Cookies are chef Amy Carter’s “favorite thing.” From working in restaurants and running her own bakery to teaching at a culinary school, and now, focusing on product development initiatives at Lunds and Byerlys, Carter has years of experience in the food industry. She even invented the Lunds and Byerlys “Boosted Donut”—a pastry that doesn’t compromise on a donut’s signature yumminess, but is also high in protein, fiber and iron. It’s no wonder she’s been a leading force behind the Star Tribune’s annual Holiday Cookie Contest for six years.
Minnesota Monthly spoke with Carter about how the contest’s behind-the-scenes cookie-making operation has evolved over the years (including why it was especially challenging in 2020) and looking back at the most memorable cookies she’s baked for the contest.
How did you get involved in the Star Tribune’s Holiday Cookie Contest?
I was still teaching at the [Art Institutes International Minnesota culinary school]. [Star Tribune restaurant critic] Rick Nelson and [food editor] Lee Dean contacted the school and said, “Would you guys be interested?” And I said, “Cookies happen to be my very favorite thing, if I had to pick a favorite thing,” so I said, “yes!” The first year, I put together a team of students and former students. On Friday night, we came together and made all of the doughs. On Saturday morning, first thing, we baked them all off and put them in a presentation mode. The people from the Star Trib came over, and a relationship was born. We had a great time!
Considering we are still living in a pandemic, what did this year’s baking operation look like?
Rick [Nelson] put together a Zoom call and we came up with a plan. I had a crew of professionals who have helped me for years, so they knew the routine. I put together a list of all of the ingredients, bought them, and divided them among the five of us. Because [the Star Tribune] got so many entries this year, Rick, Lee and [other Star Tribune staff] baked some too. Saturday morning, we went over to Rick’s garage, where tables were set up—fortunately, the weather was decent. Everybody went around and gathered [the cookies] and then we had a Zoom meeting [from our homes], where we sat around and tasted.
So, everyone had to bake the cookies at home this year? How did that work out?
Yes, this year we ended up baking 27 cookie batches all together—the most that we’ve done since my first year, when I think we did 26. For me, I don’t have a great oven at home, so it’s one tray at a time. And I did [all of the baking and preparations] after work, because I work from early in the morning to about the middle of the afternoon. I had my kitchen organized and a really great, big KitchenAid mixer, enough sheet trays and parchment paper, and I had racks to cool cookies. Thursday, I organized my kitchen. Friday, I made all of the doughs (except for the “Chai Meringues,” which I made day-of). Saturday morning, I started early, because I had to bake and organize from everybody else. I’m always up by 4:30 or 5 a.m., so it was about the same on Saturday. Organizing all everything in advance because I’ve been a professional chef for way more years than I ever want to say—that helped.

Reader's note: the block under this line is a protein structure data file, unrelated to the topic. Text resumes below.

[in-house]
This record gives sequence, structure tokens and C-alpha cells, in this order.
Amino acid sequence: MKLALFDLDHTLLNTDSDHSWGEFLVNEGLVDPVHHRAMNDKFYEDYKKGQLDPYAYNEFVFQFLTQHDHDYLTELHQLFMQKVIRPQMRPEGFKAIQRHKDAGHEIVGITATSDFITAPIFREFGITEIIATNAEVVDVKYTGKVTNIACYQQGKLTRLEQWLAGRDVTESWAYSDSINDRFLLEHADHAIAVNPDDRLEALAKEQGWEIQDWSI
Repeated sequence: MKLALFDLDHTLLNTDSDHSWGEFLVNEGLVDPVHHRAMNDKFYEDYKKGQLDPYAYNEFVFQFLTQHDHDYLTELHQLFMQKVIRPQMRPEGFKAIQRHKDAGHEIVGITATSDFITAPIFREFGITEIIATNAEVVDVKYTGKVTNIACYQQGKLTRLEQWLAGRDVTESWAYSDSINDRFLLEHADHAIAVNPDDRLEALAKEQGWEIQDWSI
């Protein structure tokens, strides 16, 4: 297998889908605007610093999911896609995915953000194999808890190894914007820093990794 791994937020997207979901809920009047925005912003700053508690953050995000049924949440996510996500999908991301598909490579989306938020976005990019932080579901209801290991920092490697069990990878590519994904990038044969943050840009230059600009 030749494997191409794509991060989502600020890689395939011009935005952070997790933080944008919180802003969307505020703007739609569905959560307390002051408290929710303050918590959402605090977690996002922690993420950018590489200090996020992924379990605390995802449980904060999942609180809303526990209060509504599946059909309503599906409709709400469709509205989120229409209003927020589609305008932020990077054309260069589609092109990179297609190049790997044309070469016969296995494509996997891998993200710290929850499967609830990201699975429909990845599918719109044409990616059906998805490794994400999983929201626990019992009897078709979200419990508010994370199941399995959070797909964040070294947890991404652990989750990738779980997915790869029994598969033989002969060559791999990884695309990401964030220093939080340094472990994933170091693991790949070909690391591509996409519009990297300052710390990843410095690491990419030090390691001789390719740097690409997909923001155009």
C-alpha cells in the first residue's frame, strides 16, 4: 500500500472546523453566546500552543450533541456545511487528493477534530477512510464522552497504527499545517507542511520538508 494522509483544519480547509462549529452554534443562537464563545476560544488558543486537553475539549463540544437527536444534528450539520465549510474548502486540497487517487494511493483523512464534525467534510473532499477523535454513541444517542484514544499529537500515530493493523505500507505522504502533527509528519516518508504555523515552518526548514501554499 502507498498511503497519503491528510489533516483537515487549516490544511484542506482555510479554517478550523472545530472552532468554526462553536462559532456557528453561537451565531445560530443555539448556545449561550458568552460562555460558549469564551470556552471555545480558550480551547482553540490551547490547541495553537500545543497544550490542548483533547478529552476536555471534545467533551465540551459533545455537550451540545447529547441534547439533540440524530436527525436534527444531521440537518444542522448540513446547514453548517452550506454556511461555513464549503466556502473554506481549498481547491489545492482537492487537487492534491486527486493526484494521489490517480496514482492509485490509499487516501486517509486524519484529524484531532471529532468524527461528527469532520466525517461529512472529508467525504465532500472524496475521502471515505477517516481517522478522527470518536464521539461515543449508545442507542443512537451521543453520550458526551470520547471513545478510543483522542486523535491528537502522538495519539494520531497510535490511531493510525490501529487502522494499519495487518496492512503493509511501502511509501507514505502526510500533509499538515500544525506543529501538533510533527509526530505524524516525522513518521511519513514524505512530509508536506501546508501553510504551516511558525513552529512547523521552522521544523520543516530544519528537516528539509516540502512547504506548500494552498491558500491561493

Thinking back, what are the most memorable cookie recipes you’ve baked for the contest?
There have been some really interesting ingredients. Last year, one recipe called for spruce needles. I had to get one of my coworkers who lives out in the country to hunt down a spruce tree and cut down some branches. And of course, we had to make sure they weren’t sprayed [with chemicals]. We brought the needles in and had to grind them up. We did try [making the recipe] with juniper berries, too, just in case it was wonderful, and we had to give people an alternative so they didn’t go cut down the trees in the state parks or anything.
What did you think of this year’s winning cookie, the “Spumoni Squares”?
I loved the “Spumoni Squares.” The name kind of threw me, but I loved the variability of them. As a teacher, I used to tell students, “There’s certain ingredients you can always switch around.” With [this recipe] you can change the fruit and nuts on the top. It’s wonderful—it gives people choices and the license to have fun with it. Also, the “New Scenic,” an icebox cookie that has a swirl of fig jam, blue cheese and walnuts… I am a huge blue cheese fan and fortunately Lee [Dean] is also a savory-sweet cookie type person. We both liked that one. But this year, there were a lot of fun ones. The “Chocolate Salami,” which is a no-bake cookie, was great. So, I loved the winner, but I also loved the runners-up.
Do you have an all-time favorite Holiday Cookie Contest recipe?
That’s like trying to pick a favorite child!
What are your tips or tricks for baking cookies at home?
I never count on the temperature and the time that recipes say, because I do not like overbaked cookies, unless they’re supposed to be crisp. Overbaking and drying out a cookie is a sad thing to me! I never let it go the amount of time that it says—if it says “bake for 20 minutes,” I never let it go that long. I also know my oven, so I tend to change the temperature… I think 375 [degrees] can be too high. If I had my choice, a convection oven at 325 is the best. And, parchment paper! Parchment paper is the way to go.
What’s the best part about participating in this contest every year?
This is such a wonderful, Minnesotan thing. I’d never heard of this before I moved here. It makes it feel like I’m in a small town even though we live in a big city, for me. It brings people together, and tells great stories, which is what I love.
Editor’s Note: This interview has been edited for style and clarity.